[tor-project] The Tor Project Social Contract

Nick Mathewson nickm at freehaven.net
Mon Aug 1 07:22:01 UTC 2016

On Sun, Jul 31, 2016 at 7:30 PM, Matthew Finkel
<matthew.finkel at gmail.com> wrote:
> Obscuring an idea or
> purpose does help in some instances (this is how censorship circumvention
> works, after all), however, by not labeling Tor as a tool that promotes human
> rights the Tor community is lying about what Tor does and why many of us
> volunteer our time, money, and energy in support of it.

+1, and I'd like to speak to this point a bit.  The social contract
document, as I understand it, is an expression of who we want to be as
a community, and what we aspire to do.

The social contract document is *not*, as I understand it, a
specification for our software; a description of who may run it; a
synopsis of what it's good for; or a list of what goals and beliefs
users and operators are all expected to share.

It would be a category error to read Rogaway's "The Moral Character of
Cryptographic Work", and say "oh, that's what OCB does!"  Similarly it
would be foolish to read RMS's views, and conclude that emacs can't be
used to write a software patent application -- or to read ESR's views
on contemporary politics, and conclude that fetchmail is better for
reading pro-gun email than reading anti-gun email.

And it's also a category error to treat the goals and ideals in this
Tor-creating community's social contract as if they spread by a kind
of magic contagion to everybody in the world who likes, uses,
promotes, provides, downloads, uploads, modifies, inspects, discusses,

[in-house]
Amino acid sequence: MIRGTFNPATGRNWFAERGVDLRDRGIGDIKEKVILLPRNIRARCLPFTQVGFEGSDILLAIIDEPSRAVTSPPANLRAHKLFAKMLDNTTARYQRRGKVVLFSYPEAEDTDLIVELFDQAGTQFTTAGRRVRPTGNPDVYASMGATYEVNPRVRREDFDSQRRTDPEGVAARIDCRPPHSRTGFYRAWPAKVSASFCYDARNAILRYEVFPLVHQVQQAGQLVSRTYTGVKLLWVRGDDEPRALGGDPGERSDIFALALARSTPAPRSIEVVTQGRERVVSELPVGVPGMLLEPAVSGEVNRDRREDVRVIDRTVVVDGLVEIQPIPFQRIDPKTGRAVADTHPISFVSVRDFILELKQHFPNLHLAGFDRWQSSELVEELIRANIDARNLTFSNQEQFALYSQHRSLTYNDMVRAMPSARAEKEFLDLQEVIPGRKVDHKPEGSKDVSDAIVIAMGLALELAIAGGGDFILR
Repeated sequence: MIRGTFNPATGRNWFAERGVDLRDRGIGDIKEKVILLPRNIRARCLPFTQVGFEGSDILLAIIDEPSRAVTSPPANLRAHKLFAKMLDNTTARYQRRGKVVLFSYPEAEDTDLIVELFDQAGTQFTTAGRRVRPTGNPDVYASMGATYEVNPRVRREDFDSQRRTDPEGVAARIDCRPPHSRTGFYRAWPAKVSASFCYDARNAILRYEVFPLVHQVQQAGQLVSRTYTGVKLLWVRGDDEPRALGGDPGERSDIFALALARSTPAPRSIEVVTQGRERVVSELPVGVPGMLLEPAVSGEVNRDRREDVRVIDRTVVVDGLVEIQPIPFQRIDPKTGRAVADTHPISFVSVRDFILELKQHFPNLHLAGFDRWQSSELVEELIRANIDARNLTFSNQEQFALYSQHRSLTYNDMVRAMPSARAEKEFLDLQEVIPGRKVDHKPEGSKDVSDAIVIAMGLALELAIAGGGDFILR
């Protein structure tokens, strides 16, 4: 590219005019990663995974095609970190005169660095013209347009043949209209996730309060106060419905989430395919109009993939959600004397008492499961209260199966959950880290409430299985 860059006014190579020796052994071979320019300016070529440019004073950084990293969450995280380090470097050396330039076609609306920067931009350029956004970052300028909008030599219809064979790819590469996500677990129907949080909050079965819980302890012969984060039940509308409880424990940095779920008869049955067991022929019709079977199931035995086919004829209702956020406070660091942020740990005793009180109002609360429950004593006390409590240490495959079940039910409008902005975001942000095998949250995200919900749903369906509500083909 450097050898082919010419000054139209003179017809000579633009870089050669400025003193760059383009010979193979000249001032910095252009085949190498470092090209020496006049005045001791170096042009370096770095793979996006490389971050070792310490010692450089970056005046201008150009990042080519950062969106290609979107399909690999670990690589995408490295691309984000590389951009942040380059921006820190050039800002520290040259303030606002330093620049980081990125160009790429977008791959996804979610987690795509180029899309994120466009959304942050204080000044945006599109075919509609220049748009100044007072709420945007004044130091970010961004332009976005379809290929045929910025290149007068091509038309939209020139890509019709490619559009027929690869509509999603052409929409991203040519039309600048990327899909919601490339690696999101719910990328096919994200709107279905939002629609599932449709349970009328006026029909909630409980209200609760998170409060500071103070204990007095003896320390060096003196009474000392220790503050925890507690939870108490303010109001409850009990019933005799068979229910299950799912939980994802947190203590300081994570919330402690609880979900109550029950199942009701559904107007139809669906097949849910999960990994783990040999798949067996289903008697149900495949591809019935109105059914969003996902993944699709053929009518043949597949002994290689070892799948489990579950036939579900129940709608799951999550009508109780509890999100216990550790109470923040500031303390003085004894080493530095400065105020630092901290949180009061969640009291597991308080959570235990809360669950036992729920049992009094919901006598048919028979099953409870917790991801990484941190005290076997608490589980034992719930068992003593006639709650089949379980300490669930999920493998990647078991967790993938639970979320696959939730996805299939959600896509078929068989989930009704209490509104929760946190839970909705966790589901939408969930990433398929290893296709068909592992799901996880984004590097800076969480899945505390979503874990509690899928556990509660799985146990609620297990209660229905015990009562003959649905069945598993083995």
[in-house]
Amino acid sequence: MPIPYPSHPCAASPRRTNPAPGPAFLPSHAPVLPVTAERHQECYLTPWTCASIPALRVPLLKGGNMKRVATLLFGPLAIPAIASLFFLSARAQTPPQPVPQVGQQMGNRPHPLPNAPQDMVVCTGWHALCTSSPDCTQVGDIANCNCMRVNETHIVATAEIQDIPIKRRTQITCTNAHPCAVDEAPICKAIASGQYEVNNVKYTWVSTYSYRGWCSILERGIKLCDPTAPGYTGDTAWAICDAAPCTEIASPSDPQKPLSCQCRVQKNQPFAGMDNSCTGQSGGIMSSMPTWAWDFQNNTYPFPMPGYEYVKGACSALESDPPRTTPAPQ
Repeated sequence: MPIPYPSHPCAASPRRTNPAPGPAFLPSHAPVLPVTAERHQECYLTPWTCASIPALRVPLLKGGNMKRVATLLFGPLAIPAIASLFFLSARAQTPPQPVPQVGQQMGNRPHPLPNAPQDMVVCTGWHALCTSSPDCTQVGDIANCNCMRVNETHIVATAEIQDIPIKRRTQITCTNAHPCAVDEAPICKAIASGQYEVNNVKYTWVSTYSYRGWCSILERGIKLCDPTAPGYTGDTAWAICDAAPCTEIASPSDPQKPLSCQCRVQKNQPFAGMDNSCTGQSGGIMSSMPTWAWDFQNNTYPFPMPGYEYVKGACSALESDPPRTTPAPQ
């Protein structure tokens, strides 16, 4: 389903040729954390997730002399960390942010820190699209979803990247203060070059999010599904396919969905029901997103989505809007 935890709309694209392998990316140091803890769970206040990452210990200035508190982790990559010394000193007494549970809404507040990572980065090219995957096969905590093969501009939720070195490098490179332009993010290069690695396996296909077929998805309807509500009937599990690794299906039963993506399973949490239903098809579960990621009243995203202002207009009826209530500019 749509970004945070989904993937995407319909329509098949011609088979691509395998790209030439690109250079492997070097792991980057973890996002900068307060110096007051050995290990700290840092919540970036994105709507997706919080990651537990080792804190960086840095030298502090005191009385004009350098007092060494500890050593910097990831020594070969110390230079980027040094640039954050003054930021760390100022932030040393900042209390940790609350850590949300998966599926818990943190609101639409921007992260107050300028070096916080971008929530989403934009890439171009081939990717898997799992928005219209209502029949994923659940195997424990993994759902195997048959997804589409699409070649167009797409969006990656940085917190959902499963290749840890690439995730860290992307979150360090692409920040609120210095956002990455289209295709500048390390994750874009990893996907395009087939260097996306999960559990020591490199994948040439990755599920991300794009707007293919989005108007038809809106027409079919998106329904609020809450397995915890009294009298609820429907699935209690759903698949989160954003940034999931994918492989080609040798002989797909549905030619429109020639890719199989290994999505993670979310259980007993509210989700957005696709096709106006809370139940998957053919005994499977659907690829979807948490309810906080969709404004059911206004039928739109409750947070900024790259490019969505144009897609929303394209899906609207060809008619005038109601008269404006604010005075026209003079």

or operates the software we make.

Sure, the Grand Inquisitors of the world will pretend to embrace this
category error, and use our social contract as justification for
declaring innocent people their enemies.  But that's what grand
inquisitors do!  If it were not our social contract, they would find
an excuse to persecute their targets based on our mission statement, a
political cartoon, the cypherpunk manifesto, one of the Snowden leaks,
a slashdot post, or some political statement some Tor developer made
once [*].

We can't protect our users by pretending that we have no views or
opinions that tyrants might disagree with.  Would that really fool
anyone?  All we can do IMO is to be honest, to continue to broaden our
userbase to, and do our best to encourage the understanding of who we
are, who our users are, and the diversity of needs and values within
our userbase.

[*] Never mind the fact that it would be logically impossible for a
single person to agree with the political views of all Tor


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